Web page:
The First Radio Concert


The first radio concert was a brilliant success but, like many live broadcasts today, it required not only high technology, but artistry, fast thinking and improvisation.

The Canadian inventor Reginald Fessenden, who had worked for both Thomas Edison and George Westinghouse, was working on the problem of transmitting the human voice, and he succeeded on December 23, 1900, by sending a wireless message between two 50-foot towers on Cobb Island in the Potomax River — the first time that intelligible speechhad been trasmitted by electromagnetic waves. The message for the great occasion was rather prosaic. “One, two, three, four. Is it snowing where you are, Mr. Thiessen? If it is, telegraph back and let me know.”

Within a few years, Fessenden was making voice transmission across the Atlantic, from Brant Rock, Massachusetts, to Machrihanish, Scotland. By December 24, 1906, Fessenden was ready to broadcast a full-fledged concert. The audience was to be the crews aboard ships of the United Fruit Company for whom Fessenden had recently installed wireless stations. At 9:00 pm he began beaming his Christmas concert from the 400-foot towers at Brant Rock.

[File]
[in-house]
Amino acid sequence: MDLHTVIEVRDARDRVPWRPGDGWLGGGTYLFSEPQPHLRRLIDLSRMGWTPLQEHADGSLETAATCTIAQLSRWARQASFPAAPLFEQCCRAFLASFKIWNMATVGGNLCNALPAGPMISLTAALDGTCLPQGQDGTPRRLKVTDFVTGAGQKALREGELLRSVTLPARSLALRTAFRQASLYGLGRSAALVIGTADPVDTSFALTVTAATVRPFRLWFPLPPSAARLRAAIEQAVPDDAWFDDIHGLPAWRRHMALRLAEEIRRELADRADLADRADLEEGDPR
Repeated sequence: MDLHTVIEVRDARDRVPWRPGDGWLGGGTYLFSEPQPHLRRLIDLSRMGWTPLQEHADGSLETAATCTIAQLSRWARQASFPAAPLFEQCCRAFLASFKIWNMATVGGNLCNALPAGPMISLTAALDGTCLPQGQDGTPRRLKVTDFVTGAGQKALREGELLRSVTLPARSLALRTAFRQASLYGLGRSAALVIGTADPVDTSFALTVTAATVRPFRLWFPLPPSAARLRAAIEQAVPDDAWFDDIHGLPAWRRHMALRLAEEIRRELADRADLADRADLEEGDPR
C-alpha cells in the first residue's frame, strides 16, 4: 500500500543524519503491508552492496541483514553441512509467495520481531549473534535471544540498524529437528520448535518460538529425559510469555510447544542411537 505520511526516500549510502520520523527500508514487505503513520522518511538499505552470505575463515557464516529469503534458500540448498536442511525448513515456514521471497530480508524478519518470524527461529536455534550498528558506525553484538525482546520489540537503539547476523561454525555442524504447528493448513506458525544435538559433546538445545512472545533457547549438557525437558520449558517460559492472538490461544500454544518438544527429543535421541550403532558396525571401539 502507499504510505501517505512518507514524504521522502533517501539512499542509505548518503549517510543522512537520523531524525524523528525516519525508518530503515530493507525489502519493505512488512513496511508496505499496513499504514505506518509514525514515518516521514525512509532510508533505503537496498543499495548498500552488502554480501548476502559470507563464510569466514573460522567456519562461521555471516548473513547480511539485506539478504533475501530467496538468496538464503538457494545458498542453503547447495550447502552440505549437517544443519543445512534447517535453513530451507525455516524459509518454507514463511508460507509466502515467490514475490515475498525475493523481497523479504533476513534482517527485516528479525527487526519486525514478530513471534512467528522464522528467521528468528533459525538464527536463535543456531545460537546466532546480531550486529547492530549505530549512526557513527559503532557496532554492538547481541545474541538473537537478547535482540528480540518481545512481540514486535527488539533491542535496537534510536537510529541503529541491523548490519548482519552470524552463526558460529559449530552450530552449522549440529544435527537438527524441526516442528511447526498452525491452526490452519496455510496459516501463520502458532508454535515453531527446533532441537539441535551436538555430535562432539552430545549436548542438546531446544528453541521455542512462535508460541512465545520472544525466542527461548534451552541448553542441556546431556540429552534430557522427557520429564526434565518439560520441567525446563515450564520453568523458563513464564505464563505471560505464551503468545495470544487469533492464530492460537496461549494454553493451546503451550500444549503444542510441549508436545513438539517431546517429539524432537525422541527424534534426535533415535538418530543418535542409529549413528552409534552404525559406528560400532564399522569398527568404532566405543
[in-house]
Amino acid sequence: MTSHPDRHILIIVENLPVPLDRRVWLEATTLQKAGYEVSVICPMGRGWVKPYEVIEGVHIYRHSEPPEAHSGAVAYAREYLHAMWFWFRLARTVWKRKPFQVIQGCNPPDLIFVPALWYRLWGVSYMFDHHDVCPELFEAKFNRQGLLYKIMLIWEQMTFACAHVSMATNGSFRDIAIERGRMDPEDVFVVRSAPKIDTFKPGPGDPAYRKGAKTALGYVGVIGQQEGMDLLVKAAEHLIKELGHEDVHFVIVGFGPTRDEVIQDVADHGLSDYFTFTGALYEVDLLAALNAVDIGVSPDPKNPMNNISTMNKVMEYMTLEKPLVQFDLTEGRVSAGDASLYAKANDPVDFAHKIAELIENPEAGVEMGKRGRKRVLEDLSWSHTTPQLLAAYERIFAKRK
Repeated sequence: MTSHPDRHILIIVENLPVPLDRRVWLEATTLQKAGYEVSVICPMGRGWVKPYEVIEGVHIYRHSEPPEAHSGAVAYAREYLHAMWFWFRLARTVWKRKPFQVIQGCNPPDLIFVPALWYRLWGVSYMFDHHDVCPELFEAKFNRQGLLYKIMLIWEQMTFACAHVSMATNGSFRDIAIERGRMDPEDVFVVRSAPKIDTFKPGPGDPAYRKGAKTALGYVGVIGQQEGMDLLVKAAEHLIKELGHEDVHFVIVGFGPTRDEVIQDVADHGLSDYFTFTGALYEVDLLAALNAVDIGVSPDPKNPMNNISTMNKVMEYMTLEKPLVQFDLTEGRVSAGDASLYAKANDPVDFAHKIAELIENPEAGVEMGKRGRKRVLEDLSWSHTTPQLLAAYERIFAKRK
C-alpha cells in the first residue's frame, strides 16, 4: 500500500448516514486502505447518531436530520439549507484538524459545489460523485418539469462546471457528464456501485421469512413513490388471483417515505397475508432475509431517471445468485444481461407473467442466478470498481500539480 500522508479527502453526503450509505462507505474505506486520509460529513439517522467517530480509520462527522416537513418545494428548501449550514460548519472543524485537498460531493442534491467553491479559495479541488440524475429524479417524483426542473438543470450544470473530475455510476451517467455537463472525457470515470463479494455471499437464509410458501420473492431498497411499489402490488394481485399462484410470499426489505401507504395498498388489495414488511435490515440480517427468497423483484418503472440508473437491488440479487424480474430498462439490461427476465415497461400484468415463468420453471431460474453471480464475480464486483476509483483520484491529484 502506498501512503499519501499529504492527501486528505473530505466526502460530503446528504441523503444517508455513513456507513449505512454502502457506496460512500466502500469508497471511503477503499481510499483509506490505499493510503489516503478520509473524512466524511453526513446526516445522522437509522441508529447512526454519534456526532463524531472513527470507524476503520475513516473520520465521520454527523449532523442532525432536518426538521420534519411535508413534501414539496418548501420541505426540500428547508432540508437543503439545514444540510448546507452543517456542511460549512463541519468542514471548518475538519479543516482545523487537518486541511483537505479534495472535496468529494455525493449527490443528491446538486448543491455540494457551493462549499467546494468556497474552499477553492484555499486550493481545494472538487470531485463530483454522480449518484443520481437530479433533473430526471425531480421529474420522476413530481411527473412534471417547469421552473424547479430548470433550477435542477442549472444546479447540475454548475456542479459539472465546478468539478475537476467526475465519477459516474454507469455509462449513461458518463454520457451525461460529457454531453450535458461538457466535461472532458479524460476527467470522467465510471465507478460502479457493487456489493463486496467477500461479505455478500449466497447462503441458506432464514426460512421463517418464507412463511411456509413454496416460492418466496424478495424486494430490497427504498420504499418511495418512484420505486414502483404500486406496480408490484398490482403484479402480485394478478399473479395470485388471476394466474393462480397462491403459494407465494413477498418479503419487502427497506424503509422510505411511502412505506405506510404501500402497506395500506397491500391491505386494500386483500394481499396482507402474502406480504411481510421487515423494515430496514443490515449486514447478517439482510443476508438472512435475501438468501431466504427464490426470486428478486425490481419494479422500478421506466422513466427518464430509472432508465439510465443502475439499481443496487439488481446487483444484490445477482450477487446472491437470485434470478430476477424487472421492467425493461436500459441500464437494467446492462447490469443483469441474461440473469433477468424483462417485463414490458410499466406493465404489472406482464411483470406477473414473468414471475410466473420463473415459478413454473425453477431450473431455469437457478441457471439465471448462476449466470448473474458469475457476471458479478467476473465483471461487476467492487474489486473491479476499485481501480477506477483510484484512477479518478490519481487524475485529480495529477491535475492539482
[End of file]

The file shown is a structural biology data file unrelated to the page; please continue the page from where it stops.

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He began with a series of dots and dashes — “CQ, CQ, CQ” — a general call to stations within range. Then Fessenden stepped up to a microphone and announced the concert to follow. Next an operator turned on an Edison phonograph and played a vocal rendition of Handel’s “Largo” from the opera Xerxes. Mr. Stein, an assistant, also had a first that night — the first case of mike fright. When he backed away, Fessenden snatched up his violin and fiddled and sang his way through “O Holy Night.” Fessenden’s wife Helen and his secretary, Miss Bent, nervously read a Biblical passage — “Glory to God in the highest and on earth peace to men of good will.” Fessenden then returned to the microphone to wish his listeners a Merry Christmas.

The first broadcast concert was more successful than Fessenden had imagined. Responses poured in not just from vessel of the United Fruit Company, but from the astonished crews of ships all over the Atlantic Ocean.

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